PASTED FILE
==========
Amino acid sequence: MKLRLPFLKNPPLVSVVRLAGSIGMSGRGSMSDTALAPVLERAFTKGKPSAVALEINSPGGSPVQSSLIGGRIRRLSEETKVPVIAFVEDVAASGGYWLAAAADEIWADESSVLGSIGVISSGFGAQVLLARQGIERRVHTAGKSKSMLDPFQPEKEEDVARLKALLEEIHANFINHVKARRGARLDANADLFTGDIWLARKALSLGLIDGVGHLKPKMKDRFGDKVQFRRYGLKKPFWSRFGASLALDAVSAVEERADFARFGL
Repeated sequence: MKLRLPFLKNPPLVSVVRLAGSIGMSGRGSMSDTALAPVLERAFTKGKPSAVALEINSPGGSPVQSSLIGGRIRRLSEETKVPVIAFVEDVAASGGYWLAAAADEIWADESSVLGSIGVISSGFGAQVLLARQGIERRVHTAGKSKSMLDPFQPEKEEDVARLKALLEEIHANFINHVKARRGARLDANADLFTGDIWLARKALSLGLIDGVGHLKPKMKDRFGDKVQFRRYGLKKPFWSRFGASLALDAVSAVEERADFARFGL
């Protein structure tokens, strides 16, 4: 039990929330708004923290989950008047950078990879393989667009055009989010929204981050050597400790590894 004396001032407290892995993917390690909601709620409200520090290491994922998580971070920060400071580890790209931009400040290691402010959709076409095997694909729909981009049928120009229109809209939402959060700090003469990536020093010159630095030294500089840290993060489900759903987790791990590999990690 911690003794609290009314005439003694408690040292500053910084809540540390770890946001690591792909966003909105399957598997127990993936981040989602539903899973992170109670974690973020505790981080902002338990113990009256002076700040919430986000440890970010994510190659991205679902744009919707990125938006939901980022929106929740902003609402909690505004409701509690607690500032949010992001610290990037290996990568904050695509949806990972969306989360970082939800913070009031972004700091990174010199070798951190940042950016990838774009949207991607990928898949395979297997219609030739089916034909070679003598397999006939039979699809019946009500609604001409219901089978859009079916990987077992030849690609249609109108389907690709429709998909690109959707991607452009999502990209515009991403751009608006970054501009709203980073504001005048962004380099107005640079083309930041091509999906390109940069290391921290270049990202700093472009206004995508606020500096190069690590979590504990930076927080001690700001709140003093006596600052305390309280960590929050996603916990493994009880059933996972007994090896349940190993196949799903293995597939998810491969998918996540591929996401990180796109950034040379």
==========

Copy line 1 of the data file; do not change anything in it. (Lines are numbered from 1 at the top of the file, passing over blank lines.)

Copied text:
Amino acid sequence: MKLRLPFLKNPPLVSVVRLAGSIGMSGRGSMSDTALAPVLERAFTKGKPSAVALEINSPGGSPVQSSLIGGRIRRLSEETKVPVIAFVEDVAASGGYWLAAAADEIWADESSVLGSIGVISSGFGAQVLLARQGIERRVHTAGKSKSMLDPFQPEKEEDVARLKALLEEIHANFINHVKARRGARLDANADLFTGDIWLARKALSLGLIDGVGHLKPKMKDRFGDKVQFRRYGLKKPFWSRFGASLALDAVSAVEERADFARFGL